Detailed surface topography is presented for two dome features of the West Antarctic ice sheet, Siple Dome and Roosevelt Island. Both these domes show linear topographic features, or “scars”, on [heir flanks. Topography is determined from a combination of existing digital elevation models (DEMs; based on satellite radar altimctry), photoclinomctry (using advanced very high-resolution radiometer images to quantitatively infer topographic details) and, in the case of Siple Dome, surface global positioning system topographic profiles. The enhanced DEMs provide heights and shapes for a variety of surface features in the vicinity of the domes, such as scars, surface undulations, ice rises and the domes themselves.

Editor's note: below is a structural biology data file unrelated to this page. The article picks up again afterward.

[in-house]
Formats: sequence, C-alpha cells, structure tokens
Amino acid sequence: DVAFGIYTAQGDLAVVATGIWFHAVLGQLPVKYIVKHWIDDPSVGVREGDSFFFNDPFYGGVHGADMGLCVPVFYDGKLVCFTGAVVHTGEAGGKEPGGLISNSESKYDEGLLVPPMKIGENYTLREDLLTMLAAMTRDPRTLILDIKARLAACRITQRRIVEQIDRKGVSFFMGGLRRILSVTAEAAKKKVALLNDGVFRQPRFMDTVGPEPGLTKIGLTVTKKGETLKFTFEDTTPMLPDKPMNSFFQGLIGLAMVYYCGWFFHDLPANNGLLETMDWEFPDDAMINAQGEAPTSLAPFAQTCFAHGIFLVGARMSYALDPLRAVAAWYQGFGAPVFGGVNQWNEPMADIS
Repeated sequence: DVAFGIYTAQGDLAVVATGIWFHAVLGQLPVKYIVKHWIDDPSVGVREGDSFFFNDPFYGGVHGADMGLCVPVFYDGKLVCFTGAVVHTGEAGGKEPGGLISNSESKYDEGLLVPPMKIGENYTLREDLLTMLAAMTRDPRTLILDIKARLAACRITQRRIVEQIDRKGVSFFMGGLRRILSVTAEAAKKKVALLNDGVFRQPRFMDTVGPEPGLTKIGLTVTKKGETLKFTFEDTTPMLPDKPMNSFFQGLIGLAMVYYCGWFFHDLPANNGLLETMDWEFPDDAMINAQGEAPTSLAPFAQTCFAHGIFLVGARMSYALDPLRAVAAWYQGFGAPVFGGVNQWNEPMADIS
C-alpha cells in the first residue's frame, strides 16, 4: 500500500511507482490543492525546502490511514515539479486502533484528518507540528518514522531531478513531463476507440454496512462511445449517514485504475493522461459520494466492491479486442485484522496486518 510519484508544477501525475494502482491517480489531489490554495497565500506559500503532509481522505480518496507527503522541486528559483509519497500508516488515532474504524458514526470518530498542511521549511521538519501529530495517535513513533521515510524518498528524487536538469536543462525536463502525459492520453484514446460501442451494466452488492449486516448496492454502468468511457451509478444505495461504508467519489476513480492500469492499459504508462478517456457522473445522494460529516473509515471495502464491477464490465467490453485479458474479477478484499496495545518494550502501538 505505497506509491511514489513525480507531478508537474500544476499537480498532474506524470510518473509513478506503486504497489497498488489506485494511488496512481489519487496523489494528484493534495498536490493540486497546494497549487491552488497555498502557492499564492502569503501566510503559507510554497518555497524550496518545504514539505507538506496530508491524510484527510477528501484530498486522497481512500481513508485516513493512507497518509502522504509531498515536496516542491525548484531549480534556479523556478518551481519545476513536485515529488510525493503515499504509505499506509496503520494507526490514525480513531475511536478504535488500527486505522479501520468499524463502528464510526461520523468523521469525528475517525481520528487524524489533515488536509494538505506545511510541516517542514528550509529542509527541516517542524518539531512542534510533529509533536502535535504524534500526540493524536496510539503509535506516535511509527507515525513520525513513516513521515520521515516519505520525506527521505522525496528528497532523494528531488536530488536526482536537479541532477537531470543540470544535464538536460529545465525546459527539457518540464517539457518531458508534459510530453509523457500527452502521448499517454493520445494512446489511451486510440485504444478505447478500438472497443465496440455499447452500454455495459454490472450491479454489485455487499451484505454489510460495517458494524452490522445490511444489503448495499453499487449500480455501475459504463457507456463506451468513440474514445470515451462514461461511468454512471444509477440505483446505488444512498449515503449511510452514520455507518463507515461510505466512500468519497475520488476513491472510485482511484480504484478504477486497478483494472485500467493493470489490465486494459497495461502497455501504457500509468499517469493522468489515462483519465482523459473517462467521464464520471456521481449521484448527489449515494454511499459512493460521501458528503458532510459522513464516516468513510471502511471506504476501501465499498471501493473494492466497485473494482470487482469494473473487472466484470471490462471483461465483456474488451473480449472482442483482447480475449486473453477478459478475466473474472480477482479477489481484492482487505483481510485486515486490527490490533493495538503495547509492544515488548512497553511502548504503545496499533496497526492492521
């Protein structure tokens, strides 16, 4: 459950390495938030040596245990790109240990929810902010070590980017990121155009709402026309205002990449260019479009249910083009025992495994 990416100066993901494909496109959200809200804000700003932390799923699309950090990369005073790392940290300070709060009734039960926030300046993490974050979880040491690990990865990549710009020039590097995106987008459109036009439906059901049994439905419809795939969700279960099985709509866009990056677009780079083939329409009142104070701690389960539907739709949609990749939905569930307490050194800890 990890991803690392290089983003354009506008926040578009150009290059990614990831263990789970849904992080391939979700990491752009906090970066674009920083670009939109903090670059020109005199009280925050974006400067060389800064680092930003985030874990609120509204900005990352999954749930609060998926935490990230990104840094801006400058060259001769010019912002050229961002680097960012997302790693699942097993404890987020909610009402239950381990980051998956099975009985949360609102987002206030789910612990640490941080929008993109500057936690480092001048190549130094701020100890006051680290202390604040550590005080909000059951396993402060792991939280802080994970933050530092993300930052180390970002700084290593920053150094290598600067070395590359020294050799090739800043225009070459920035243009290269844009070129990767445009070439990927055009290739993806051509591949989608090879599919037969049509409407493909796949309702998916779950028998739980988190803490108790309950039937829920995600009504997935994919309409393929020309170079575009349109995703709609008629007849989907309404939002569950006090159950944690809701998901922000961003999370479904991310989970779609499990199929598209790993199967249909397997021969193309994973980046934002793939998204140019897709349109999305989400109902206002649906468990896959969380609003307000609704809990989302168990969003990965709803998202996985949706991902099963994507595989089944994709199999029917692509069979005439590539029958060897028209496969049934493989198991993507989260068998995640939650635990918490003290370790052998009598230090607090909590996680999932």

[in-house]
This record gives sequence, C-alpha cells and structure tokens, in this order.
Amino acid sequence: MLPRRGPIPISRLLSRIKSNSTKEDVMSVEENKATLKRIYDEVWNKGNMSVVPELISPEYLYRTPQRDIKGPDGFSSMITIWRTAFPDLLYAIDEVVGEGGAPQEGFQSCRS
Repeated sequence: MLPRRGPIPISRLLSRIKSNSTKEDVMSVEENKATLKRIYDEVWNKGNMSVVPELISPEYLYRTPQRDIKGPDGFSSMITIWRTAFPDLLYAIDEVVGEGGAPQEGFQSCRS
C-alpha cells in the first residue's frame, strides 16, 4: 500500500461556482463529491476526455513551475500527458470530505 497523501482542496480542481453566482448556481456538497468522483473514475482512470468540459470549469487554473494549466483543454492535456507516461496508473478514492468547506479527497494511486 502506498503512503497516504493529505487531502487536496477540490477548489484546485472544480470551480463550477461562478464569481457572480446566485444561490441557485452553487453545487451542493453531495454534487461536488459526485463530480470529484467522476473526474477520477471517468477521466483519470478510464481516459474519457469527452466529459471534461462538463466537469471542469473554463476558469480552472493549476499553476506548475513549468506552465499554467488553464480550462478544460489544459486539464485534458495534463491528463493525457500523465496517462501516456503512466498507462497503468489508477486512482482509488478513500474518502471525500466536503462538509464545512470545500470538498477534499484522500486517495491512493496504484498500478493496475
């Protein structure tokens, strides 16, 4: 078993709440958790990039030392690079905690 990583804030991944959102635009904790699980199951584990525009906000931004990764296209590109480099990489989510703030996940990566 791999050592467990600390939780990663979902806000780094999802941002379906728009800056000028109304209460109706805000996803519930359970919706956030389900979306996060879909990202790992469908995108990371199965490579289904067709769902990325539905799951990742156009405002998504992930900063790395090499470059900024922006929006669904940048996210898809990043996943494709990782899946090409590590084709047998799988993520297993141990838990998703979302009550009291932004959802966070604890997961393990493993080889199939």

The DEMs indicate that the scar features on both domes are high relative to adjacent rapid-ice-llow areas. Scars and other related morphologic features on the flanks of both domes can be interpreted as former active ice streams and stream margins. For Siple Dome, this interpretation is confirmed by radar profiling. The evolution of the topographic height of the scars is a combination of two processes: initial elevation rise due to a positive mass balance at the shear margin in the immediate aftermath of shut-down of the ice stream; and later downslope flow as the scars become part of the dome and the dome surface velocity field. Superimposed on these events is accumulation, which buries the original shear margin but elevates the scar surface expression. Depending upon the timing of shut-flown, and the relative magnitude of these processes, the height of the scars above the current rapidly flowing surfaces may be indicative of ice-sheet thinning since shut-down, or dome expansion across former ice-stream trunks in a more or less steady-state ice sheet.